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Huntington medical professionals are fighting for the health of drug-exposed babies

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Drug exposed babies are the tiniest victims of drug abuse. Sara Murray is a nurse at Cabell Huntington Hospital who cares for the fragile babies every day.

"They sweat profusely, they cry, they have a lot of tremors, and the gastrointestinal issues, they have explosive diarrhea," said Murray.

People sometimes refer to them as "babies born addicted to drugs", but hospital staff members see them differently. Instead, they refer to them as being exposed; showing signs of withdrawal, because the word "addiction" implies the babies had a choice.

Symptoms can last up to six months. It is a heartbreaking problem that seems to be getting worse.

"We are never ever not full," said Murray.

Doctor Sean Loudin said more babies are being born in our area who have been exposed to addictive drugs in the womb.  During my visit, 30 babies were undergoing treatment. There is a waiting list.

"Our rates are at least 50 times worse than the national average," said Dr. Loudin.

Medical staff members said a major part of their job is educating the mothers of these babies.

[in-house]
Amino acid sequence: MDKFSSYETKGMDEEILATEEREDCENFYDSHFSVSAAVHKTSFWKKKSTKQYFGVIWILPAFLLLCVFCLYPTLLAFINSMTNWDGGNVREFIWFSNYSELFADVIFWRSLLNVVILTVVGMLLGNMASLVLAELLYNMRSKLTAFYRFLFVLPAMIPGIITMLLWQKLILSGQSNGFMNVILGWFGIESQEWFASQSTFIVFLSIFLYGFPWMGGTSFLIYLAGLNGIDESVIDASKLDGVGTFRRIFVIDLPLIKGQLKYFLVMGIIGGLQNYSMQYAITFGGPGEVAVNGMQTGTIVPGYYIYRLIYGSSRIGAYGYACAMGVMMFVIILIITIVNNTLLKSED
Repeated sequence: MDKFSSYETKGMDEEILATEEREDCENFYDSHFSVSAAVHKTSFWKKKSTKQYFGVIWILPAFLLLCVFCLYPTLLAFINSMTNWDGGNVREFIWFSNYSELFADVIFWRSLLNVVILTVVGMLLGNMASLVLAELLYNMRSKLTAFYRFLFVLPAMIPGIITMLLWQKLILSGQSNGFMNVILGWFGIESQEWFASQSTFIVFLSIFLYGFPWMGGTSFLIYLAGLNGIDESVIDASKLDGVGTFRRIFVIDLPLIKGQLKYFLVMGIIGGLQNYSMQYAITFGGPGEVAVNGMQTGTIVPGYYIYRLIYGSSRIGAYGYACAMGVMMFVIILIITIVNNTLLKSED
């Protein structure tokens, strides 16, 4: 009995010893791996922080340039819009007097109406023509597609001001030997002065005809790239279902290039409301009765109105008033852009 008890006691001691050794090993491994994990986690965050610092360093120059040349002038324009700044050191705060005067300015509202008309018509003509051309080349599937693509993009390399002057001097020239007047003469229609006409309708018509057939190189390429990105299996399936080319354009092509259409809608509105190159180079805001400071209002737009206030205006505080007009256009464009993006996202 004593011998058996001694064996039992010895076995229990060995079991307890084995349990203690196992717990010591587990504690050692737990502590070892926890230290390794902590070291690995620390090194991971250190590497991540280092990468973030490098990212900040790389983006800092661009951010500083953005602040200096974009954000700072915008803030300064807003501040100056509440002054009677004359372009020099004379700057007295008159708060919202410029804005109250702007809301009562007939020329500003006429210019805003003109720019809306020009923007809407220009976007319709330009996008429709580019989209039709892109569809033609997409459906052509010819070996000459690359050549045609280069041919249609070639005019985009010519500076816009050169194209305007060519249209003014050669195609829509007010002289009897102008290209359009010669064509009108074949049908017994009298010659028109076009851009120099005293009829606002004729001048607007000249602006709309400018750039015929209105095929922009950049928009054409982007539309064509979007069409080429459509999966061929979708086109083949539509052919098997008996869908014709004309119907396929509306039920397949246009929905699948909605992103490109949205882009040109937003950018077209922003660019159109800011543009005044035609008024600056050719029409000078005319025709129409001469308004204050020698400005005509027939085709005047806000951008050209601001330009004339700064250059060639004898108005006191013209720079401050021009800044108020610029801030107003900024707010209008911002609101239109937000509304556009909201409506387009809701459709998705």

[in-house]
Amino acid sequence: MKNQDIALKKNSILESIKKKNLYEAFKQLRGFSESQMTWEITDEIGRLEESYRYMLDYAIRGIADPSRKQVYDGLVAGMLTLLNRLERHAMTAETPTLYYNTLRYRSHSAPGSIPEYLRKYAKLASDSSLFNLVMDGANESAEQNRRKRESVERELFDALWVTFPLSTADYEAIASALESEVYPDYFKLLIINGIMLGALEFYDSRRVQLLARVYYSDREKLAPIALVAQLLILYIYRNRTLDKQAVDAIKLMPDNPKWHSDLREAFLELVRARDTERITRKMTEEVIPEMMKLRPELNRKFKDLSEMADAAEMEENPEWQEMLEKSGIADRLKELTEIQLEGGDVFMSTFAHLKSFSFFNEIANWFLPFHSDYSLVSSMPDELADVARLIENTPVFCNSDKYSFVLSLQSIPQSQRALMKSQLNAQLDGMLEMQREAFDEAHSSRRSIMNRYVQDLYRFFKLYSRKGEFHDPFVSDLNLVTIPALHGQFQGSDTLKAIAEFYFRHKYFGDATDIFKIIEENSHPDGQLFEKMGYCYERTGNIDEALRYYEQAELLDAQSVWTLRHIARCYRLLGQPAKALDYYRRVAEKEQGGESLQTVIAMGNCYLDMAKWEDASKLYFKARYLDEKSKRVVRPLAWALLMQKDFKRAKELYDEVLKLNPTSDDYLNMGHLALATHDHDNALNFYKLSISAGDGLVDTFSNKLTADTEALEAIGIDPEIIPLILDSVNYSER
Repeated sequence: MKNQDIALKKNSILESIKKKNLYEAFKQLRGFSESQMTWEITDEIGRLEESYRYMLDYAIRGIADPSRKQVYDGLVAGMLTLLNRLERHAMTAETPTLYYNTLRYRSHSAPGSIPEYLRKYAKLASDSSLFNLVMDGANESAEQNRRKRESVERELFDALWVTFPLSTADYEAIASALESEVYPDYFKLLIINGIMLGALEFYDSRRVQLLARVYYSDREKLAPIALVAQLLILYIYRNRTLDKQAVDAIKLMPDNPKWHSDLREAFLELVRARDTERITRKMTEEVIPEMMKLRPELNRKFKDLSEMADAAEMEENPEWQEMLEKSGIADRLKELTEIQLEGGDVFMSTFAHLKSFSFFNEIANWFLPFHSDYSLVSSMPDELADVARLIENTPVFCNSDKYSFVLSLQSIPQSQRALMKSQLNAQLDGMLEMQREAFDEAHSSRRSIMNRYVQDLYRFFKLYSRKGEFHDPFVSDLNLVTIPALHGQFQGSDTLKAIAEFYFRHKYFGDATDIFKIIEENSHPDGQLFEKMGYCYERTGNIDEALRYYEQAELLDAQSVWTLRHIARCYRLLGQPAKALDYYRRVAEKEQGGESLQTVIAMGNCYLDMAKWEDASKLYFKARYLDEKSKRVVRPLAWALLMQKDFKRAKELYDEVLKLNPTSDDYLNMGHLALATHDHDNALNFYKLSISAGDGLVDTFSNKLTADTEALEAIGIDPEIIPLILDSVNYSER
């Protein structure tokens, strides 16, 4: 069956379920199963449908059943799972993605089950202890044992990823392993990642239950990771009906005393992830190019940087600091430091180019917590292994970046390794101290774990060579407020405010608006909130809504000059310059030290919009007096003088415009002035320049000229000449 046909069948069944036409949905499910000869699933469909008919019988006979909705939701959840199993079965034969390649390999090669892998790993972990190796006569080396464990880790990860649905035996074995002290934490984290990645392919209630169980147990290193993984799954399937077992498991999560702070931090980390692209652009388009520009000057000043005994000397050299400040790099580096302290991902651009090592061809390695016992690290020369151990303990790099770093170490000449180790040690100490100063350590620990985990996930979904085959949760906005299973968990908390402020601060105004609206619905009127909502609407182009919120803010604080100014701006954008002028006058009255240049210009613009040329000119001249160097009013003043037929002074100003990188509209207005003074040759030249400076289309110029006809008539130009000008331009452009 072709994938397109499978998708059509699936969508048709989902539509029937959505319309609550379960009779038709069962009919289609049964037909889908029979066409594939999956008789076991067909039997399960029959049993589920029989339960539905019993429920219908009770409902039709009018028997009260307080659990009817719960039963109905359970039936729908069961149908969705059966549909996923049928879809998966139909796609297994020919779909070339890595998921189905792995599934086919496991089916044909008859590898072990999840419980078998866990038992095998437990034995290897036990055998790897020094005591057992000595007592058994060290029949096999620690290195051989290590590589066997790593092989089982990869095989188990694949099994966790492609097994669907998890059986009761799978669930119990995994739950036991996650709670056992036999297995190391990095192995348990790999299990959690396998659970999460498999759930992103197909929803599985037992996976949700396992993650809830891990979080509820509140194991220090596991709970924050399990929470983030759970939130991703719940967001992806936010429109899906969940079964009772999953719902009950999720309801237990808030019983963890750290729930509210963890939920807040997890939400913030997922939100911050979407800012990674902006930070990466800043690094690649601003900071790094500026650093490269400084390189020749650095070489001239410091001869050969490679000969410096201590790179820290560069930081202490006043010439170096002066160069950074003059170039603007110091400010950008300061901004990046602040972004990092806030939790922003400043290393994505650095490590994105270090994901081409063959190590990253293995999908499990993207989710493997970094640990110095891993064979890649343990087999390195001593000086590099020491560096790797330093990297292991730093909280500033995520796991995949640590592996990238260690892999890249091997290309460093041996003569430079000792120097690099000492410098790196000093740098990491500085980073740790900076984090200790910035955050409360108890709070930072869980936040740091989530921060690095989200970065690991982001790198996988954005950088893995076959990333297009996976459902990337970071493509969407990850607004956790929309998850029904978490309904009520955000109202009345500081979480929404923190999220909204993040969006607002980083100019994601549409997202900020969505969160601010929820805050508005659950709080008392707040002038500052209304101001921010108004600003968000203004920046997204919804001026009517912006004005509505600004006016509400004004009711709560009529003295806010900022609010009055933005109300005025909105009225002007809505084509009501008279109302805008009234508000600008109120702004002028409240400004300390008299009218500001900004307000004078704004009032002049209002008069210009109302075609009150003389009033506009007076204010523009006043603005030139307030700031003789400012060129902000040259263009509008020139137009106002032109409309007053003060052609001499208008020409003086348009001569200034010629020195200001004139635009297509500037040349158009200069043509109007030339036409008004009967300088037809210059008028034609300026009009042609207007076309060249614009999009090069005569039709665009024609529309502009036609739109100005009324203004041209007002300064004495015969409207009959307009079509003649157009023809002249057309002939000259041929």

"A lot of these women grow up knowing substance abuse," said Dr. Loudin.

"We treat these mothers just like we treat our daughters, we respect them and we want to help them, we want to help them be good mothers," said Murray.

Medical staff at the hospital said caring for these babies can be very difficult, but making sure they get the best start possible makes it worth it. Nurses like Murray work tirelessly for those who can't speak up.

"Recently, the babies didn't have a voice, and we feel like we have given them a voice," said Murray.

Staff members tell me they want to spread the word in the community about choices that impact our youth.

"I think that's the beginning steps to making a dent in our current situation," said Dr. Loudin.

Murray said the medical team at Cabell Huntington Hospital will continue to fight for the health of the babies who are too young to fight for themselves.